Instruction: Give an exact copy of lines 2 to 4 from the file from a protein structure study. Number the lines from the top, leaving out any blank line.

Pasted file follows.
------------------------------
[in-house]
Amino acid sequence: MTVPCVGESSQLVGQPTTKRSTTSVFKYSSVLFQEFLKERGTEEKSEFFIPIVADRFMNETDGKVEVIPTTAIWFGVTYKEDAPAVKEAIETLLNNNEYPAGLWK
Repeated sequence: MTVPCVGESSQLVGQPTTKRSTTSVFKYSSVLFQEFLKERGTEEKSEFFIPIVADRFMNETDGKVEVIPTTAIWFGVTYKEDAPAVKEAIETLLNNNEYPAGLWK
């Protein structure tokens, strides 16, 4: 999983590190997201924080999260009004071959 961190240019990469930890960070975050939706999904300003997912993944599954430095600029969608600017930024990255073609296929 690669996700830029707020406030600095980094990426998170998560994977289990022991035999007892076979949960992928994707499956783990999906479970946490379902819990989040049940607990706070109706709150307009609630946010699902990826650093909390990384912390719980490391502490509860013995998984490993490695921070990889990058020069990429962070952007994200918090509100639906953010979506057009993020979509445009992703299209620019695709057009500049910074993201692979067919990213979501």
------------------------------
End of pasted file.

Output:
Amino acid sequence: MTVPCVGESSQLVGQPTTKRSTTSVFKYSSVLFQEFLKERGTEEKSEFFIPIVADRFMNETDGKVEVIPTTAIWFGVTYKEDAPAVKEAIETLLNNNEYPAGLWK
Repeated sequence: MTVPCVGESSQLVGQPTTKRSTTSVFKYSSVLFQEFLKERGTEEKSEFFIPIVADRFMNETDGKVEVIPTTAIWFGVTYKEDAPAVKEAIETLLNNNEYPAGLWK
């Protein structure tokens, strides 16, 4: 999983590190997201924080999260009004071959 961190240019990469930890960070975050939706999904300003997912993944599954430095600029969608600017930024990255073609296929 690669996700830029707020406030600095980094990426998170998560994977289990022991035999007892076979949960992928994707499956783990999906479970946490379902819990989040049940607990706070109706709150307009609630946010699902990826650093909390990384912390719980490391502490509860013995998984490993490695921070990889990058020069990429962070952007994200918090509100639906953010979506057009993020979509445009992703299209620019695709057009500049910074993201692979067919990213979501």